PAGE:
• This is the fraction of the population that wear a mask in public.
• Masking (presumably averaged over several kinds of masks of varying quality?) is estimated to reduce spread by 30%+.
• As you can see, we didn’t mask up until about May 2020, which was way too late.
• Then in summer 2021, we largely threw aside the masks.
• Since then, masking has only increased by about 1/3 the decrease. In other words, we started thinking “I’m done with COVID-19”, and dropped masks forever.
• This is a terrible tactical error!

Daily infections:

• This is an estimated infection rate. It includes those not reporting official test results.
• Either Omicron will be so nasty it just dwarfs the previous infection rates in the waves of the past, or testing for those past waves just wasn’t reported very well.
• Either of those can be true, but the “Omicron Tsunami” is the one for which the prudent prepare.

Hospital resource use:

• The 2 curves show hospital bed usage and ICU bed usage.
• The bottom line here is that although Omicron may be milder on average, since it infects so many more people the hospitals are about to be slammed worse than 2020 or 2021.
• Friends who have family working in Boston-area ERs confirm this: they’re already on overload, and it hasn’t peaked yet.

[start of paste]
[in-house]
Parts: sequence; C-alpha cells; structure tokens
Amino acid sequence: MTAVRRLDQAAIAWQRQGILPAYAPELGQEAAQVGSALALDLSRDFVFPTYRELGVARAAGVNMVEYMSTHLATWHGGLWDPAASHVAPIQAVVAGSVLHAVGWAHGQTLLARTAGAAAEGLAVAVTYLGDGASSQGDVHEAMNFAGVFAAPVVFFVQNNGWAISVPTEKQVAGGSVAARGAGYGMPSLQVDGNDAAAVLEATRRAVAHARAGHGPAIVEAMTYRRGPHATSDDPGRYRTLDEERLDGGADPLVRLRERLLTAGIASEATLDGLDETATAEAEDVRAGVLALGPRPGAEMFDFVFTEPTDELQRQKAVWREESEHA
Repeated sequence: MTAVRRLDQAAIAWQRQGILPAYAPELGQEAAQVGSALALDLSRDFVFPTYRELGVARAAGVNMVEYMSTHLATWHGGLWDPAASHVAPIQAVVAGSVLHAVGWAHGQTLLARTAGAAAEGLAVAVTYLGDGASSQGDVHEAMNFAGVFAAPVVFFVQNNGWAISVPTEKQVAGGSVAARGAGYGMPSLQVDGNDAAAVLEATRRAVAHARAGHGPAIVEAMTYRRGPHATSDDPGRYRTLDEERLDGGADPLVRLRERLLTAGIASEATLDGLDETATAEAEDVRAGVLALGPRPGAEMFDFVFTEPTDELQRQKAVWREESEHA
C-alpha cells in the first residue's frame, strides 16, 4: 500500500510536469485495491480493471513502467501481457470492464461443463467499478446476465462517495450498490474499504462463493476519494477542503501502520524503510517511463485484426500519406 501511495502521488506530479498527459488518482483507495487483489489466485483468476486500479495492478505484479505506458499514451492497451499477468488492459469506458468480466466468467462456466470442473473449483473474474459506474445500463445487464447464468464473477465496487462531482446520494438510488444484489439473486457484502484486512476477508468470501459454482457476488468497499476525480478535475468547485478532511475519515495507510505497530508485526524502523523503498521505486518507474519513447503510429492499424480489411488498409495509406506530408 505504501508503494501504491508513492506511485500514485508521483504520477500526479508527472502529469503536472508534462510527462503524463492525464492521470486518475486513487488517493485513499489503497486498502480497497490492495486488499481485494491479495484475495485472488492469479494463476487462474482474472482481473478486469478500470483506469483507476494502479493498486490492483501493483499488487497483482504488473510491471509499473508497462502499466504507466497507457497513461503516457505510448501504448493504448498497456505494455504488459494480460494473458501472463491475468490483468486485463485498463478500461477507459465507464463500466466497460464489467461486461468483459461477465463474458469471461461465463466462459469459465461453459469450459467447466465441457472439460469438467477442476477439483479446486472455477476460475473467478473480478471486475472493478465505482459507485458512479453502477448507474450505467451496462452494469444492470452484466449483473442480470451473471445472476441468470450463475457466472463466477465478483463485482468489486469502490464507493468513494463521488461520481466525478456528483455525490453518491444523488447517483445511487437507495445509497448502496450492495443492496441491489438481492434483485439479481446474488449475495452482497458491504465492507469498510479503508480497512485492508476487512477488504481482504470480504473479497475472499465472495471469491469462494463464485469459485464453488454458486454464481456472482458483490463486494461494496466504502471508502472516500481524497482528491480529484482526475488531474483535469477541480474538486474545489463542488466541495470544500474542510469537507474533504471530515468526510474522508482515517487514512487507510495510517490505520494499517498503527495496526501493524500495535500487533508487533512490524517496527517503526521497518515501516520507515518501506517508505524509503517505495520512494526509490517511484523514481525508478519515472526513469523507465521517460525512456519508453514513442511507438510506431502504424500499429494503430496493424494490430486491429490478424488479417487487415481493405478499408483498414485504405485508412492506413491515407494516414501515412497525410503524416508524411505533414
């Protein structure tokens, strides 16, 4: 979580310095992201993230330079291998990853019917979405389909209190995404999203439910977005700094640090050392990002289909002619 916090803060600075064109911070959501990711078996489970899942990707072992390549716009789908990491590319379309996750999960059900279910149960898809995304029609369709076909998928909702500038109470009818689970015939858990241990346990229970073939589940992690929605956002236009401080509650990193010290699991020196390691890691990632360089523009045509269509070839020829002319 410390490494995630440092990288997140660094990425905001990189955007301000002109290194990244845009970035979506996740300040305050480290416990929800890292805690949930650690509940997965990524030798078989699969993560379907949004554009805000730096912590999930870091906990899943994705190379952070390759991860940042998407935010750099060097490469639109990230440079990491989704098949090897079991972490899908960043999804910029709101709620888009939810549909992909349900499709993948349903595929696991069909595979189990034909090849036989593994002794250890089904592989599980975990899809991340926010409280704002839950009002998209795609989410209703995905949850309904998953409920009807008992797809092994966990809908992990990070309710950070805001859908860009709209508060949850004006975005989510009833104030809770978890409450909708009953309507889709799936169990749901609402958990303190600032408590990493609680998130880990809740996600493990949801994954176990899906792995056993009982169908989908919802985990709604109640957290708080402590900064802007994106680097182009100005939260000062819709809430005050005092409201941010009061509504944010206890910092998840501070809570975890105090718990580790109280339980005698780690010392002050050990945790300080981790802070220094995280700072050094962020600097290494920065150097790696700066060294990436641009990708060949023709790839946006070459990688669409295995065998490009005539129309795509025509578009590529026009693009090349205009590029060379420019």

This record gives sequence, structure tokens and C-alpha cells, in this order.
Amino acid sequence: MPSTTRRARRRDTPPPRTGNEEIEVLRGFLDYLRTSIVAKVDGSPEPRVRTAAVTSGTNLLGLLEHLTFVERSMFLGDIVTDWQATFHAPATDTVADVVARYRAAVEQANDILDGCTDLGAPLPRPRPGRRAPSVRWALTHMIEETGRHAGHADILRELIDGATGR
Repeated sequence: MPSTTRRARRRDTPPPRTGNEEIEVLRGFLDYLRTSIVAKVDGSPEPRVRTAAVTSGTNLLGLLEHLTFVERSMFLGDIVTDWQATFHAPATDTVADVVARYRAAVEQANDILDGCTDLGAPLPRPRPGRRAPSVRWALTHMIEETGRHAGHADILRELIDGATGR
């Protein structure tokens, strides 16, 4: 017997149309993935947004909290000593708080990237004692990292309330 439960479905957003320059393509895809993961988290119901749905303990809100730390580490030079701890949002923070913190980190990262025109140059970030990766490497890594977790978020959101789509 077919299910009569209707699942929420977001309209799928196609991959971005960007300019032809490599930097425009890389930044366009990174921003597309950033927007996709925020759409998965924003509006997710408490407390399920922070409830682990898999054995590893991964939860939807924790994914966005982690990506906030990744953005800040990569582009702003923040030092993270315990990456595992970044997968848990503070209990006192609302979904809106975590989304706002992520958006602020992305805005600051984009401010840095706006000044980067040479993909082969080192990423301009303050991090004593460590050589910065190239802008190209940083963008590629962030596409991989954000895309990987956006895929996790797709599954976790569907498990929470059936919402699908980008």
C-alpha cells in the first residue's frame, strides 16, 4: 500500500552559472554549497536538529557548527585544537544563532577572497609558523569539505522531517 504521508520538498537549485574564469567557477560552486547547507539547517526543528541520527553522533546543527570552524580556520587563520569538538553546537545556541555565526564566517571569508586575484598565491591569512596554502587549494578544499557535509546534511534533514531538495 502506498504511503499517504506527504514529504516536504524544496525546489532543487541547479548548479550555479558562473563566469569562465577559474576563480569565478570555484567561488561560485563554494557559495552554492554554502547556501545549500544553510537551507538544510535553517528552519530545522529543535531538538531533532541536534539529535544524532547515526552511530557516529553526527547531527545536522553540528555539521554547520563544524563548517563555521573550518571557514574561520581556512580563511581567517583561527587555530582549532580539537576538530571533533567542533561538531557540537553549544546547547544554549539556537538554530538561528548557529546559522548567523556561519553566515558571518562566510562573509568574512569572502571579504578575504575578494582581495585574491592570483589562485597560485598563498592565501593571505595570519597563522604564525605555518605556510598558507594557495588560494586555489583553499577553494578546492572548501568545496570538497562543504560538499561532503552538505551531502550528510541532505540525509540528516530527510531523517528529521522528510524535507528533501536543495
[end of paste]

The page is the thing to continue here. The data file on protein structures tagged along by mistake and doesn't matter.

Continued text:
Daily deaths:

• This is a good indication of how bad the pandemic is at any moment. There’s a 17-21 day lag between higher infection rates and higher death rates.
• The projected death rates are comparable to the horrible rates seen last year in January. If you look at the upper end of the confidence limits, they may approach the even more horrible death rates of spring 2020 back in the pre-vaccine era.

Cumulative deaths:

• They’re showing about 21k - 25k cumulative deaths by the end of Omicron.
• Current deaths are about 20k, so this means Omicron will layer on top of that an additional 5% - 25% more of the current total.

The Scenarios: Remember those various scenarios above around mask use, vaccination, and so on? See how the projection lines don’t separate much from each other? Basically, the conclusion is that there’s not much we can do about this. We’re gonna get an Omicron wave and it will be pretty bad. Prepare for that.

Afterwards, it might be better. But the next month or month and a half will be other than we prefer.

## The Weekend Conclusion

It’s going to be a rough 4-6 weeks ahead of us in the US. Now is a terrible time to show up at a hospital with a heart attack or a broken leg, so be careful for non-COVID reasons, too.

The peak will happen soon: late January or February.

Conclusion: Paxlovid available in April might as well be paxlovid available on Mars. Prepare to deal with Omicron by stocking up on food, medications, and living carefully enough to stay out of hospital for 4-6 weeks.

## Notes & References

1: Institute for Health Metrics and Evaluation, “COVID-19 Projections” (Massachuseetts, USA), HealthData.org, retrieved 2022-Jan-12.

Published Wed 2022-Jan-12